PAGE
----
Improving the emission efficiency of MBE-grown GaN/AlN QDs by strain control
© Niu et al; licensee Springer. 2011
Received: 6 September 2011
Accepted: 2 December 2011
Published: 2 December 2011
The quantum-confined stark effect induced by polarization has significant effects on the optical properties of nitride heterostructures. In order to improve the emission efficiency of GaN/AlN quantum dots [QDs], a novel epitaxial structure is proposed: a partially relaxed GaN layer followed by an AlN spacer layer is inserted before the growth of GaN QDs. GaN/AlN QD samples with the proposed structure are grown by molecular beam epitaxy. The results show that by choosing a proper AlN spacer thickness to control the strain in GaN QDs, the internal quantum efficiencies have been improved from 30.7% to 66.5% and from 5.8% to 13.5% for QDs emitting violet and green lights, respectively.
KeywordsGaN QDs quantum-confined stark effect internal quantum efficiency
Recently, with progress in the growth of high-quality bulk AlN [1, 2], a lot of efforts have been devoted to GaN/AlN quantum dots [QDs] because of their unique properties such as broad emission wavelength range covering the whole visible light, which provides a promising way to achieve white light-emitting diodes [LEDs] . Besides, the large conduction band offset (approximately 2 eV for GaN/AlN) offers a prospect to cover the fiber optical telecommunication wavelength range (1.3 to 1.55 μm) by intersubband transition [4, 5].
By controlling the growth conditions, the sizes and densities of the GaN/AlN QDs can be varied, and the photoluminescence [PL] wavelength can also be tuned. However, the large lattice mismatch between GaN and AlN and their polarization properties induce a strong built-in electric field, causing a remarkable quantum-confined stark effect [QCSE] which reduces the internal quantum efficiency [IQE] of the QDs. The reason is that the built-in electric field leads to energy band decline and separation of electron and hole wave functions, resulting in the decrease of recombination efficiency as well as the red shift of emission wavelength. Furthermore, the emission peak shifts to a shorter wavelength with increasing injection current, which is caused by Coulomb screening of the internal electric field . This phenomenon also exists in InGaN/GaN materials. In order to suppress the influence of QCSE, the compressive strain in the QD structures should be decreased, whereas, on the other hand, a certain degree of strain is required to perform the Stranski-Krastanov [S-K] mode growth of QDs. Therefore, it is a crucial issue to control the strain distribution in order to improve the IQE of GaN/AlN QD emission.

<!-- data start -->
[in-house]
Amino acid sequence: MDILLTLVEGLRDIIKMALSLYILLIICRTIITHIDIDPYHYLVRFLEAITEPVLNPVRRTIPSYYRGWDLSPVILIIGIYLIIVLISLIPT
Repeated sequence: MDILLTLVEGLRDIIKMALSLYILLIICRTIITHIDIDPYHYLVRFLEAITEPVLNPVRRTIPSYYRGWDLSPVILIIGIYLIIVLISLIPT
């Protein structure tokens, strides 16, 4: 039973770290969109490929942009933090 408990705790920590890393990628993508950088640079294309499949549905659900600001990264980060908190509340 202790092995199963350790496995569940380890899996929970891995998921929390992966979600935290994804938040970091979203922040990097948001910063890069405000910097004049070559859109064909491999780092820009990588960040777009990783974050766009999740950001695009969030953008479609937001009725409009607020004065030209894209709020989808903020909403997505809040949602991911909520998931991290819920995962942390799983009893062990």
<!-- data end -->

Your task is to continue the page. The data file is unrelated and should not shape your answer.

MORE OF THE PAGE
Nowadays, some work has been done to avoid the QCSE. Adelmann et al. grew self- assembled cubic GaN QDs by using plasma-assisted molecular-beam epitaxy [PA-MBE] on cubic AlN . However, due to the very narrow growth window, it was difficult to grow high-quality GaN bulk and QDs. Cros et al. reported GaN/AlN QD growth on a-plane 6H-SiC [8, 9]. This method suffered from an extremely expensive substrate, and compared with the GaN and AlN bulks grown on c-plane, the crystal quality still needed to be improved. Furthermore, an AlGaN buffer layer has been used instead of AlN to reduce the polarization effect . However, a certain surfactant was required in order to achieve the two-dimensional to three-dimensional [2D-to-3D] growth transition . Also, the bandgap of AlGaN is smaller than that of AlN; thus, the strong confinement in GaN QDs is weakened.